Netanyahu, whose right-leaning government took office on March 31, said he "intended to resume" talks and co-operation with the Palestinians for the sake of promoting peace, the statement said.
Abbas has said that Israel's new government must commit to a two-state solution before the resumption of peace talks.
Until now, the only comments on the peace process to come from the new Israeli administration had come from Avigdor Lieberman, the Israeli foreign minister, who said the new cabinet was not bound by a 2007 US-backed agreement to revive negotiations.
Analysts have expressed concern that Netanyahu's hawkish government could mean a further stalling of the peace process.
Yisrael Katz, the Israeli transport minister, who is close to Netanyahu, said on Sunday that Hassan Nasrallah, the head of Lebanon's Shia Hezbollah movement, should be killed.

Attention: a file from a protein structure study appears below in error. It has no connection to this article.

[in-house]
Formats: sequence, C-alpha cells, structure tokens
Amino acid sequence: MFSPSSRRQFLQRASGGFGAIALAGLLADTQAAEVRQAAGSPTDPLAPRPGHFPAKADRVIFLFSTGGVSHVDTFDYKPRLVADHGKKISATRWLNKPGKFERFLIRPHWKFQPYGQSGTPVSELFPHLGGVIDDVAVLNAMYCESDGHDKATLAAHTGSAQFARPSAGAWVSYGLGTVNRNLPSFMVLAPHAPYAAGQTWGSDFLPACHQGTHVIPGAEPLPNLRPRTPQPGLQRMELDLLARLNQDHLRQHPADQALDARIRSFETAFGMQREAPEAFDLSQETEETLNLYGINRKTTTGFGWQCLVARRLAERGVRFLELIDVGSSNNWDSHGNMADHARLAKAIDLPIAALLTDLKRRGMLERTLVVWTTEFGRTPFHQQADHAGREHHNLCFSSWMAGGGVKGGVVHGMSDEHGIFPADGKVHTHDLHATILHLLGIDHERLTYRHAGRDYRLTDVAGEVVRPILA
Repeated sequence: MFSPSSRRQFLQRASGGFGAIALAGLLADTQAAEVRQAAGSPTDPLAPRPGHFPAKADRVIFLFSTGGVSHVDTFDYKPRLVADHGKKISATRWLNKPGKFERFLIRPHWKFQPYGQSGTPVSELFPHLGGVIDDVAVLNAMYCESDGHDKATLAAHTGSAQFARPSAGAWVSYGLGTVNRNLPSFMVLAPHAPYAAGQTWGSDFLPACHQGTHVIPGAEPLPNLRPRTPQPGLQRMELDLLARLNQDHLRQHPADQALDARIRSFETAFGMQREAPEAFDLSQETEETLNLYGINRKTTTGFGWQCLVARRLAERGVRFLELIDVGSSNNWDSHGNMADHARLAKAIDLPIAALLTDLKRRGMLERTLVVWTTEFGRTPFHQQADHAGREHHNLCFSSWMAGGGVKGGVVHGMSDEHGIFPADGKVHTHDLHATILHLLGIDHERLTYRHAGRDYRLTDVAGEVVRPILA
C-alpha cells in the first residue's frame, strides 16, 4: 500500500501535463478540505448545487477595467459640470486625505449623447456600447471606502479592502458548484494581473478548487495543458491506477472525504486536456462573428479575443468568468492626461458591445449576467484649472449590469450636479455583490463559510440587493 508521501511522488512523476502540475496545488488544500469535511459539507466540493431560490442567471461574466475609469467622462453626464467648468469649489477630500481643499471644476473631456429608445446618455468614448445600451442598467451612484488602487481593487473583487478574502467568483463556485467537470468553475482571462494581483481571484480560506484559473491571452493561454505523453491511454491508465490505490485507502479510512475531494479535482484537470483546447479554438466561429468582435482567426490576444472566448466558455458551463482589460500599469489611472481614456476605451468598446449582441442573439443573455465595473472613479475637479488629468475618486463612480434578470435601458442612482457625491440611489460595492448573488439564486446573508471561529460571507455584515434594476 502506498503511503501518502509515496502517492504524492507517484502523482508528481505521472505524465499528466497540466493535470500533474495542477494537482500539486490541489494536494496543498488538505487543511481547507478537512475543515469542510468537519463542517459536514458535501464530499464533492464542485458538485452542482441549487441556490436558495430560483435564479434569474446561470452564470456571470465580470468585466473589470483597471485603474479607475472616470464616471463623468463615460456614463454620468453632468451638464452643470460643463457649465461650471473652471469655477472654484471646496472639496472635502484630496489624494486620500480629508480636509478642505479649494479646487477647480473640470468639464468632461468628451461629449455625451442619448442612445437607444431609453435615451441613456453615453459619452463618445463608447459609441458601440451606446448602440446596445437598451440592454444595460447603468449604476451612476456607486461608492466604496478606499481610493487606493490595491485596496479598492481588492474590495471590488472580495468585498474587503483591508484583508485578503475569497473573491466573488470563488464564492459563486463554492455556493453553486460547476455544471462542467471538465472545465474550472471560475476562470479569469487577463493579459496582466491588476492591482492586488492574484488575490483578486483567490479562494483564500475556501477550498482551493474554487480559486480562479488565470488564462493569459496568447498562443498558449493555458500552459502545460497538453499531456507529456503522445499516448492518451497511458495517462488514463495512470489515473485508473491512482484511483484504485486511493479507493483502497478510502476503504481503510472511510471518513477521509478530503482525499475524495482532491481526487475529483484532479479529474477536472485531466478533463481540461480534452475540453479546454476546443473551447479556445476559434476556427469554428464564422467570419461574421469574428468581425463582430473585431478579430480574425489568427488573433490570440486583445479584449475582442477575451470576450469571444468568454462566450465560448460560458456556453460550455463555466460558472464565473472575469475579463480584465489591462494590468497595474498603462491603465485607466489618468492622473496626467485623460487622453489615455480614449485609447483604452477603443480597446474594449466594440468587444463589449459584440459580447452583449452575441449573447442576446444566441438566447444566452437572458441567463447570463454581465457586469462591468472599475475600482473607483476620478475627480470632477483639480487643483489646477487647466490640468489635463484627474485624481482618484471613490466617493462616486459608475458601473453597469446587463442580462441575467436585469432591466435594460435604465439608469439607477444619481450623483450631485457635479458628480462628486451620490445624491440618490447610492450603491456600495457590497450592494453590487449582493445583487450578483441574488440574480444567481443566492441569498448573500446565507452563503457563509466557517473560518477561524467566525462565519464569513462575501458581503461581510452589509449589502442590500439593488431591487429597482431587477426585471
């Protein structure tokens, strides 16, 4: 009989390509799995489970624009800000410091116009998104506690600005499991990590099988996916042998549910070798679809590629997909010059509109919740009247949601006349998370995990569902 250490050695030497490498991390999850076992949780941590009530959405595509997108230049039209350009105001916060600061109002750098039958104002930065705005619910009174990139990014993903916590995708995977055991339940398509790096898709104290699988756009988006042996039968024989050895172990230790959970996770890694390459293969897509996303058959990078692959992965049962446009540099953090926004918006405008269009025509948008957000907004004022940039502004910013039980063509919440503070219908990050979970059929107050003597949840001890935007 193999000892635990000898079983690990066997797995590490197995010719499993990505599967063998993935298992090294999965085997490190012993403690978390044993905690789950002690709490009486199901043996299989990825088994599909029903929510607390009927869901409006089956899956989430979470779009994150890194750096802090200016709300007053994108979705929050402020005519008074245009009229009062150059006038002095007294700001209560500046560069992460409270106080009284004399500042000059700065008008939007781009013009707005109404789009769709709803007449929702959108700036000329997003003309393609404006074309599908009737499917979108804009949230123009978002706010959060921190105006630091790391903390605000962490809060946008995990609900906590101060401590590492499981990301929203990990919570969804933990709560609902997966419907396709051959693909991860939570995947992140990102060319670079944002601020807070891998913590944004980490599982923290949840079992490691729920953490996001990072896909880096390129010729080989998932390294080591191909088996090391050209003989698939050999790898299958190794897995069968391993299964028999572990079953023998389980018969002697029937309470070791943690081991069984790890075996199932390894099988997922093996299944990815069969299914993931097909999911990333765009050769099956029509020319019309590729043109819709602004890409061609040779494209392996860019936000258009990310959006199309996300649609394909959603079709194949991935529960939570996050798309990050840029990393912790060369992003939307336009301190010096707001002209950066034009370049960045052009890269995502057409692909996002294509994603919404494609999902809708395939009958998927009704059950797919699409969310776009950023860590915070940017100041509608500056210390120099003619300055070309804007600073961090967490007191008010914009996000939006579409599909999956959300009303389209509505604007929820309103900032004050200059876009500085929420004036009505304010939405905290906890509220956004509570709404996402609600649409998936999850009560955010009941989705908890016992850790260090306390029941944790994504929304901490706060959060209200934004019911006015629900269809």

"Nasrallah deserves death and I hope that those who know what to do with him will act and give him what he deserves," Katz said.
His remarks came after Cairo announced last week the arrest of 49 people linked with Hezbollah on suspicion of planning attacks in Egypt.
Nasrallah confirmed on Friday that one of those detained is a Hezbollah member, but denied seeking to destabilise Egypt, saying the man was responsible for helping transport arms to Hamas, the Palestinian group that controls the Gaza Strip.